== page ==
You are not signed in as a Premium user; you are viewing the free version of this program. Premium users have access to full-length programs with limited commercials and receive a 10% discount in the store! Sign up for only one day for the low cost of $1.99. Click the button below.
BUENOS AIRES, Argentina (ChurchMilitant.com) - Though pledging "zero tolerance" for predator priests, Pope Francis' actual record on clerical sex abuse is marked by silence and inaction.
Before taking power in Rome, Cdl. Jorge Mario Bergoglio served as archbishop of Buenos Aires from 1998–2013 (and as president of the Episcopal Conference of Argentina from 2005–2011). In that decade and a half, he said nothing about the clerical sex abuse crisis in his country.
Cardinal Bergoglio "released no documents, no names of accused priests, no tallies of accused priests, no policy for handling abuse, not even an apology to victims," reports watchdog group Bishop Accountability. "In his many homilies and statements (archived on the Buenos Aires archdiocesan website), he attacked government corruption, wealth inequities, and human sex trafficking, but he said nothing about sexual violence by priests."
In fact, Bergoglio even seemed to suggest clerical sex abuse was not problem in Buenos Aires.
"In my diocese it never happened to me," he remarked in a 2010 interview with Argentine rabbi Abraham Skorka, "but a bishop called me once by phone to ask me what to do in a situation like this and I told him to take away the priest's faculties, not to permit him to exercise his priestly ministry again, and to initiate a canonical trial."
Bergoglio's claim — that "in my diocese it never happened to me" — was false. Nine years earlier, an archdiocesan priest under the cardinal's direct supervision was publicly accused of assault.
In May 2001, Fr. Carlos María Gauna was accused of groping two girls, ages 12 and 13, at Instituto Monseñor Stillo, a co-ed school under his charge in the Buenos Aires district of Flores. After the victims reported the abuse, various other female classmates stepped forward with their own accounts of abuse, saying Fr. Gauna had been "unholy" toward them.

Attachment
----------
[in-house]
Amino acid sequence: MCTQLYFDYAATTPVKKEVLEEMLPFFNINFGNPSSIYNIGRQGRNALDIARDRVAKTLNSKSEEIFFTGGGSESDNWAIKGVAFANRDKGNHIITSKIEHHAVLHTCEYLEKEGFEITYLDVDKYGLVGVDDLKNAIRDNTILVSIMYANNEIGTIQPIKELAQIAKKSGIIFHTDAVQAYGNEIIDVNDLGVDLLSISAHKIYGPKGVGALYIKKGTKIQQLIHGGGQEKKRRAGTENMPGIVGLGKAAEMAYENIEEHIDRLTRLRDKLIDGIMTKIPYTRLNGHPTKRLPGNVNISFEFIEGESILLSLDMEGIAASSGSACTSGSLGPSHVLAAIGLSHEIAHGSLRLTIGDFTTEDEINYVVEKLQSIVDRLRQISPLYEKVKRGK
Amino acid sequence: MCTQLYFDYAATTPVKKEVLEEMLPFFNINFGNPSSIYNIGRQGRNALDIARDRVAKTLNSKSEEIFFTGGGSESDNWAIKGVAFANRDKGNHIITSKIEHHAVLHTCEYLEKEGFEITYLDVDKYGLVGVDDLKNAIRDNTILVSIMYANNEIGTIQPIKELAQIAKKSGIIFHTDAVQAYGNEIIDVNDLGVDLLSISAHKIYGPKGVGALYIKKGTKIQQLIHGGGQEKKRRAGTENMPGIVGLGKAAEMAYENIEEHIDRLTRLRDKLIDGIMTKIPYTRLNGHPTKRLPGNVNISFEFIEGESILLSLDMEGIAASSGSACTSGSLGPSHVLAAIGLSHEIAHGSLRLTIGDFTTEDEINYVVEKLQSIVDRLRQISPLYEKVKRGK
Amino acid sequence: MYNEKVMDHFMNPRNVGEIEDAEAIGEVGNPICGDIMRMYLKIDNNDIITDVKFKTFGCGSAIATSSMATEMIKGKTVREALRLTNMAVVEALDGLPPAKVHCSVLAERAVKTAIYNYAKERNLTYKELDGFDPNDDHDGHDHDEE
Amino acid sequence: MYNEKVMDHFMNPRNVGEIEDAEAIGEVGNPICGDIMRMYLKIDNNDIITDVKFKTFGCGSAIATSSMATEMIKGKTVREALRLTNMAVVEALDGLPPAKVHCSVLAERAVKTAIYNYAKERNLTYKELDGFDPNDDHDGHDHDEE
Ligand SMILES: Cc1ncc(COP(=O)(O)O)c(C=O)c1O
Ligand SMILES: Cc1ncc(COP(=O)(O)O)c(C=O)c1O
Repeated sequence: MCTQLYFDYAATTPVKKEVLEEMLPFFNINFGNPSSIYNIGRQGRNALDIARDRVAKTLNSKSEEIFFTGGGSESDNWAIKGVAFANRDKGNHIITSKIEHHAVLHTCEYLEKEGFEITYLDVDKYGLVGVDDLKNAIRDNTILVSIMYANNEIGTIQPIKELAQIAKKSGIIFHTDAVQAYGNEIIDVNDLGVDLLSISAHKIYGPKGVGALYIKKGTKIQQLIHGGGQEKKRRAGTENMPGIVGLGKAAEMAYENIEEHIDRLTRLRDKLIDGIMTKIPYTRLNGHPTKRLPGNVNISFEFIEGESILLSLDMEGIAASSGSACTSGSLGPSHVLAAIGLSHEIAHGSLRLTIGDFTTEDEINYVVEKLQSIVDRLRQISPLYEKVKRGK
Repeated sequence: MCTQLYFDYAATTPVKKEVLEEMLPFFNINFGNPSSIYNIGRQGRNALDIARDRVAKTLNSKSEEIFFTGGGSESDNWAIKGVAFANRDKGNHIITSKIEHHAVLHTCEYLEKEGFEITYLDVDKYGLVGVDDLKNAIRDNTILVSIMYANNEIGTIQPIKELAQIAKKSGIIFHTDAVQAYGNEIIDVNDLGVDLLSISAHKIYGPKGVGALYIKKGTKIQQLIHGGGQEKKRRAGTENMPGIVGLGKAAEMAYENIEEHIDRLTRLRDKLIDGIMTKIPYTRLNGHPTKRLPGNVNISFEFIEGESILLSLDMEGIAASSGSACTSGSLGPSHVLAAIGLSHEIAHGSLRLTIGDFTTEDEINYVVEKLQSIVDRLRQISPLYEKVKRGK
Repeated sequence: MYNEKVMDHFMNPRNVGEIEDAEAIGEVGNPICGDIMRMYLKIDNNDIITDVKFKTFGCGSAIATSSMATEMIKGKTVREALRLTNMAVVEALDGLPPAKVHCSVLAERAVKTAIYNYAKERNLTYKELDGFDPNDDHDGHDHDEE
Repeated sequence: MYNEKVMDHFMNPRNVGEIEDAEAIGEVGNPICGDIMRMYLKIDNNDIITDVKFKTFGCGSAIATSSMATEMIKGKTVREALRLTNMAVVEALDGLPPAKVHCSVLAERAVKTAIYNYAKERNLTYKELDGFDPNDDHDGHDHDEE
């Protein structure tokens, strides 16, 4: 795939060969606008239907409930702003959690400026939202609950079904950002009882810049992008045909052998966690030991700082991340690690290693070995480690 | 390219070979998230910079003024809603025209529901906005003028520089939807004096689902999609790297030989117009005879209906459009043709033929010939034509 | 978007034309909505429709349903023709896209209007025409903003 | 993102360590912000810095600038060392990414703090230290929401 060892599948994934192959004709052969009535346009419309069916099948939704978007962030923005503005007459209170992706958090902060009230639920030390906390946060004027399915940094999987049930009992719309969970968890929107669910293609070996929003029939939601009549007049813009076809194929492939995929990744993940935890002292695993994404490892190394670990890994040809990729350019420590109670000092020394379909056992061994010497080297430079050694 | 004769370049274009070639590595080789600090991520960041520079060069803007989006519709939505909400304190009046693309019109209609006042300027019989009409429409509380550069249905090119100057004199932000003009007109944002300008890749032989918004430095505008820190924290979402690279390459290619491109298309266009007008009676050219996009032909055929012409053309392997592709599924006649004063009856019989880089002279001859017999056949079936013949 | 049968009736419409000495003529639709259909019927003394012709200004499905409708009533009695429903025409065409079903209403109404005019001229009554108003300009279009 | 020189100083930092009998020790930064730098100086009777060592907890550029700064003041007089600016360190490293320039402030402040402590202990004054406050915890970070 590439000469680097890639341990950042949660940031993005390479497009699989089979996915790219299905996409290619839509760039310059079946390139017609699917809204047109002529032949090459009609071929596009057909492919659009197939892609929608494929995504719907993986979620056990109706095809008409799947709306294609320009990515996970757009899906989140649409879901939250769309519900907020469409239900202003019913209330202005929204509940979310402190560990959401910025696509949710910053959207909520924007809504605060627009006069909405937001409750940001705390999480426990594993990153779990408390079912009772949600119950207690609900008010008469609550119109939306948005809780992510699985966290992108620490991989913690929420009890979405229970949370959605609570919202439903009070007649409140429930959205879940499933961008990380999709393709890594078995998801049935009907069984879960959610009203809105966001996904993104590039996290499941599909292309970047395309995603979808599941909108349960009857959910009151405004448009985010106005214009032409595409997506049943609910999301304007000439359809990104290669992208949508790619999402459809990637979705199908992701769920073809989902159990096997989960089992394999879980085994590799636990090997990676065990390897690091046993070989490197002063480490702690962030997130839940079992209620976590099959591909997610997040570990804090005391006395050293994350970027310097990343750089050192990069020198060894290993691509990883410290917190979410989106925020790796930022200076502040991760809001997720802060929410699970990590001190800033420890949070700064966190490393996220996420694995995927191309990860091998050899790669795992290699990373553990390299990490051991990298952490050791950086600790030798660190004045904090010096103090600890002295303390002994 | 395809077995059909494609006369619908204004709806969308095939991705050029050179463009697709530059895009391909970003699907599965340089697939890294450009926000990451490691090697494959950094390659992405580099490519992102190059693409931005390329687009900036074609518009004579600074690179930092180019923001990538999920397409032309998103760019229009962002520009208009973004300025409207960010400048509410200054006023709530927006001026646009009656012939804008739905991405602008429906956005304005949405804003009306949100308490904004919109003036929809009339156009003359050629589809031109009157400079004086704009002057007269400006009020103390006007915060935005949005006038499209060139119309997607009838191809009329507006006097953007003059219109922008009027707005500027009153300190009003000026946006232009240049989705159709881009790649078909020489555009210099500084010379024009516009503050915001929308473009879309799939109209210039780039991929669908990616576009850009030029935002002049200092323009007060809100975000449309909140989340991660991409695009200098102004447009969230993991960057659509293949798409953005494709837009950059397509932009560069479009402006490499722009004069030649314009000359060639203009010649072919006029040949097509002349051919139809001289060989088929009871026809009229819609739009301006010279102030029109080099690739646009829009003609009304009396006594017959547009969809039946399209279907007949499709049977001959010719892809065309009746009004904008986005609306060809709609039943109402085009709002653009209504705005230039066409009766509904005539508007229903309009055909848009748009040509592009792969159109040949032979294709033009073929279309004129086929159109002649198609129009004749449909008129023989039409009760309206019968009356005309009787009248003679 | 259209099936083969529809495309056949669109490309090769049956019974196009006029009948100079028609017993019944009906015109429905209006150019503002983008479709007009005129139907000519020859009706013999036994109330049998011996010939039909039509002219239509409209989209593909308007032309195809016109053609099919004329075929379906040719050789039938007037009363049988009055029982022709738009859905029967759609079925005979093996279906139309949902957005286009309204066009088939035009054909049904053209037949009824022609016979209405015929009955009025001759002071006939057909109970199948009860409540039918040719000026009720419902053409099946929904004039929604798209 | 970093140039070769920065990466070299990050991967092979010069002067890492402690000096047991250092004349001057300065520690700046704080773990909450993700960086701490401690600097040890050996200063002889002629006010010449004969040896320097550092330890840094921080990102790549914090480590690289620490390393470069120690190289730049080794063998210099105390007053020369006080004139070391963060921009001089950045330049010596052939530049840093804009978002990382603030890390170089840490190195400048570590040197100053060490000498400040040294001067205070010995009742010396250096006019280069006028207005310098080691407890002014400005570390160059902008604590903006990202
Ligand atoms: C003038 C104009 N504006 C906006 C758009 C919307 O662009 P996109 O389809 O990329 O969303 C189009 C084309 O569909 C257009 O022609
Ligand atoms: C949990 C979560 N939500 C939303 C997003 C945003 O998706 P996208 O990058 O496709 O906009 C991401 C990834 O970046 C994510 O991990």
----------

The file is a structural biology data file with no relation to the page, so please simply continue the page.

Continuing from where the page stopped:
The school's academic director told concerned parents he would speak with Gauna, but warned them not to discuss the complaints with others for fear of spreading "rumors" and "gossip." The next day, the parents of the first two girls notified law enforcement, forcing the issue into the open.
In a televised statement, a Buenos Aires archdiocesan spokesman said Church officials were shocked by the allegations.
"This individual has many years of priesthood and never was there a complaint," he said, adding, "The parents can rest assured that we are investigating what happened."
The school was soon swarmed by local media, which recorded the divergent reactions of school administrators and students.
One unnamed teacher insisted that "within the school, nothing happened."
Javier Chiaparo, director of primary education, also dismissed the accusations.
"All there is, is the complaint of some parents. Nothing more," he said.
But pupils offered a different perspective.
"This was a long time coming because this bum behaves inappropriately," said one female student.
"Whenever he saw you he reached out his hand or gave you a kiss here," said another, pointing to the corner of her mouth.
"The priest likes to play 'wandering hand,' particularly with the elementary school girls," said yet another. "He tells the girls, 'Be careful, here comes the wandering hand,' and pats them on the butt, and, in passing, he fondles them."
Local media also reported: "The priest's situation will be resolved by the archbishop of Buenos Aires, Monsignor Jorge Bergoglio, who arrived yesterday from Rome, where he participated in a meeting of the College of Cardinals."
But, as Bishop Accountability notes, "It appears that Bergoglio kept Gauna in ministry."
According to the Buenos Aires archdiocesan website, the priest has served in various capacities since 2002; he is currently listed as parochial vicar of Corpus Domini.
"In my diocese it never happened to me," Cdl. Bergoglio claimed in 2010. Eight years later, Catholics know differently.